Cobern selected as a national science association fellow
Nov. 2, 2005
KALAMAZOO--Dr. William W. Cobern, director of Western Michigan University's Mallinson Institute for Science Education, has been named a fellow of the American Association for the Advancement of Science.
Election as a fellow is an honor bestowed upon AAAS members by their peers. This year, 376 members have been awarded this honor by AAAS because of their scientifically or socially distinguished efforts to advance science or its applications. This year's AAAS Fellows were announced in the AAAS News & Notes section of the Oct. 28 edition of the journal Science. New fellows will be honored at a February Fellows Forum held during the 2006 AAAS Annual Meeting in St. Louis, Mo.
Cobern was elected as an AAAS Fellow in the education section. He was cited "for distinguished contributions to science education through research on culture, philosophy and science and for the application of these to the concept of science literacy."
Cobern holds a joint appointment as a professor of both biological sciences and science education. Since coming to WMU in 1996, he has been a principal researcher in a number of science education initiatives funded by the National Science Foundation and the Michigan Department of Education.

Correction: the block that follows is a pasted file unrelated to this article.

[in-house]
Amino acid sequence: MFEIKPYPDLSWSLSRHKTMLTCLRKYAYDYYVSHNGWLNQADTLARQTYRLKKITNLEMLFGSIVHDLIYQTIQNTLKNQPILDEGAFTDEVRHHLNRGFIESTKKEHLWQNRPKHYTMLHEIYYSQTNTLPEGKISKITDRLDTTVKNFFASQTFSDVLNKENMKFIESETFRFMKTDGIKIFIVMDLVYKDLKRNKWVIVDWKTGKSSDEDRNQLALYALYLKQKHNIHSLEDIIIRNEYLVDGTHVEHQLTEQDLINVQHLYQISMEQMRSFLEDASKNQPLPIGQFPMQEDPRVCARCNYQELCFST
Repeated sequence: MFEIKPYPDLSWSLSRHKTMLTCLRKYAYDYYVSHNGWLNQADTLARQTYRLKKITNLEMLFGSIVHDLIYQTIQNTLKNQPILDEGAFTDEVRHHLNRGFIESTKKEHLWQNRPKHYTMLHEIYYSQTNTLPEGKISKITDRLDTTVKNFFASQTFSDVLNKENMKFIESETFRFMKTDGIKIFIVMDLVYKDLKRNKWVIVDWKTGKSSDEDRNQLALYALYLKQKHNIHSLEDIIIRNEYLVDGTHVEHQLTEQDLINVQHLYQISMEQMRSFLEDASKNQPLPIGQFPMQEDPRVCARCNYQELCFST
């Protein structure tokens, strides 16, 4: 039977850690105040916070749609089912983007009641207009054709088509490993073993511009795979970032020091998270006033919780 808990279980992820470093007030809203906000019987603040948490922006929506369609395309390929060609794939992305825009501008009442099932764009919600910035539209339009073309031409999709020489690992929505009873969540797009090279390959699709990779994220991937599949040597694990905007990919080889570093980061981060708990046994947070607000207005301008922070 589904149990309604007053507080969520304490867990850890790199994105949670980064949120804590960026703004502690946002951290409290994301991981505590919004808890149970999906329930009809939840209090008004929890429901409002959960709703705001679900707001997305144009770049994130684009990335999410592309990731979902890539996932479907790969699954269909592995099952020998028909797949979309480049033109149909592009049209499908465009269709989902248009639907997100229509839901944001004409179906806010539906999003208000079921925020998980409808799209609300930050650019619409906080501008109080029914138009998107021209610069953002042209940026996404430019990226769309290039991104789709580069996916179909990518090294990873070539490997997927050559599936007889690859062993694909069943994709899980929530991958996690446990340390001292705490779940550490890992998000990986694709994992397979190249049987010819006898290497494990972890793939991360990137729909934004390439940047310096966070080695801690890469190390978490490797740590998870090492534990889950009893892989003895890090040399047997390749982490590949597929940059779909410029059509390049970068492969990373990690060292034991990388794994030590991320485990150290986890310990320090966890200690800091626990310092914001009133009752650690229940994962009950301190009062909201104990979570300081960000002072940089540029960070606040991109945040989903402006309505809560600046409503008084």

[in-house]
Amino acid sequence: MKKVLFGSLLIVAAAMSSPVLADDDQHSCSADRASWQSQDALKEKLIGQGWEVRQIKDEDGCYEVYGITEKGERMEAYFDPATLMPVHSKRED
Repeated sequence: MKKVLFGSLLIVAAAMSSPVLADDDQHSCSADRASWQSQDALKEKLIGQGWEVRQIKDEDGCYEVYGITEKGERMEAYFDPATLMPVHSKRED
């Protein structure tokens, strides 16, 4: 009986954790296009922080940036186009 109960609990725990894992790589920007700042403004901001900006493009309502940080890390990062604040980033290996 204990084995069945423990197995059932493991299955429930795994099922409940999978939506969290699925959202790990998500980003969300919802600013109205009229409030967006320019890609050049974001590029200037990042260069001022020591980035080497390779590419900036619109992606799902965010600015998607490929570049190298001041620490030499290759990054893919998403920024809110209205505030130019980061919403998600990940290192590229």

He joined the WMU faculty as associate professor of science education and coordinator of the elementary school master's program. He also has served as associate dean of the College of Education. Prior to coming to the University, he held faculty positions in science education at Arizona State University, Austin College in Texas and Judson Baptist College in Oregon. He also has been a visiting professor at Curtin University of Technology in Australia, the University of Auckland in New Zealand and New College Berkeley in California as well as a visiting lecturer in Nigeria. Cobern also has served as a section editor for the journal Science Education.
A 1971 graduate of the University of California-San Diego, Cobern earned a master's degree from San Diego State University in 1975 and a doctoral degree from the University of Colorado, Boulder in 1979.
The tradition of AAAS Fellows began in 1874. Currently, members can be considered for the rank of fellow if nominated by one of the steering groups of the association's 24 sections, or by any three fellows who are current AAAS members, as long as two of the three sponsors are not affiliated with the nominee's institution. Fellows also may be nominated by the AAAS chief executive officer. Each steering group then reviews the nominations of individuals within its respective section and a final list is forwarded to the AAAS Council, which votes on the aggregate list.
AAAS is the world's largest general scientific society and publisher of the journal, Science, which can be found online at www.sciencemag.org. AAAS was founded in 1848 and includes some 262 affiliated societies and academies of science, serving 10 million individuals. Its publication Science has the largest paid circulation of any peer-reviewed general science journal in the world, with an estimated total readership of one million.
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